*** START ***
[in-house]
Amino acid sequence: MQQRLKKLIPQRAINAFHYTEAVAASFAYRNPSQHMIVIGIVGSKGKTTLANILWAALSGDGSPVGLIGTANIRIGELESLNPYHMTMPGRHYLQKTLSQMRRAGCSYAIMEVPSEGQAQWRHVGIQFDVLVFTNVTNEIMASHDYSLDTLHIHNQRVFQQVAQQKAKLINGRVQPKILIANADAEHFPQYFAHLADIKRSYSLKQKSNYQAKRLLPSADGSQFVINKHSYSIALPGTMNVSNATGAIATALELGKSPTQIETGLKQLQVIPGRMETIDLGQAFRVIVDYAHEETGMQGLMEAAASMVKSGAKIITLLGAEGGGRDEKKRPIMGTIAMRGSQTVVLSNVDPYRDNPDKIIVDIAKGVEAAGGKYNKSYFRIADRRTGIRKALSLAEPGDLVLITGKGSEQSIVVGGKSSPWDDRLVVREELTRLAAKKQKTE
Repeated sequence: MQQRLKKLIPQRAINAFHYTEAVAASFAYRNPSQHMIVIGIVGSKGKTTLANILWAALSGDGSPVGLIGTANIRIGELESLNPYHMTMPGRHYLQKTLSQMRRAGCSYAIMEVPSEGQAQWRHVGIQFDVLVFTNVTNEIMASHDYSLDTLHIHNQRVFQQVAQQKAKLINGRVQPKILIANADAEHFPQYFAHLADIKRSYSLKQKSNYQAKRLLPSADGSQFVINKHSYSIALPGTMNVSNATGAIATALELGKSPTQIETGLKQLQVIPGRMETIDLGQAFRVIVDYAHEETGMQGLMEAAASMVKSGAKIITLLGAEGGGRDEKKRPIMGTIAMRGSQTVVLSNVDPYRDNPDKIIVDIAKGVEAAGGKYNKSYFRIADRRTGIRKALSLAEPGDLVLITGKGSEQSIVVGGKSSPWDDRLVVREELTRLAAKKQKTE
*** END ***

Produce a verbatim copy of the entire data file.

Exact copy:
[in-house]
Amino acid sequence: MQQRLKKLIPQRAINAFHYTEAVAASFAYRNPSQHMIVIGIVGSKGKTTLANILWAALSGDGSPVGLIGTANIRIGELESLNPYHMTMPGRHYLQKTLSQMRRAGCSYAIMEVPSEGQAQWRHVGIQFDVLVFTNVTNEIMASHDYSLDTLHIHNQRVFQQVAQQKAKLINGRVQPKILIANADAEHFPQYFAHLADIKRSYSLKQKSNYQAKRLLPSADGSQFVINKHSYSIALPGTMNVSNATGAIATALELGKSPTQIETGLKQLQVIPGRMETIDLGQAFRVIVDYAHEETGMQGLMEAAASMVKSGAKIITLLGAEGGGRDEKKRPIMGTIAMRGSQTVVLSNVDPYRDNPDKIIVDIAKGVEAAGGKYNKSYFRIADRRTGIRKALSLAEPGDLVLITGKGSEQSIVVGGKSSPWDDRLVVREELTRLAAKKQKTE
Repeated sequence: MQQRLKKLIPQRAINAFHYTEAVAASFAYRNPSQHMIVIGIVGSKGKTTLANILWAALSGDGSPVGLIGTANIRIGELESLNPYHMTMPGRHYLQKTLSQMRRAGCSYAIMEVPSEGQAQWRHVGIQFDVLVFTNVTNEIMASHDYSLDTLHIHNQRVFQQVAQQKAKLINGRVQPKILIANADAEHFPQYFAHLADIKRSYSLKQKSNYQAKRLLPSADGSQFVINKHSYSIALPGTMNVSNATGAIATALELGKSPTQIETGLKQLQVIPGRMETIDLGQAFRVIVDYAHEETGMQGLMEAAASMVKSGAKIITLLGAEGGGRDEKKRPIMGTIAMRGSQTVVLSNVDPYRDNPDKIIVDIAKGVEAAGGKYNKSYFRIADRRTGIRKALSLAEPGDLVLITGKGSEQSIVVGGKSSPWDDRLVVREELTRLAAKKQKTE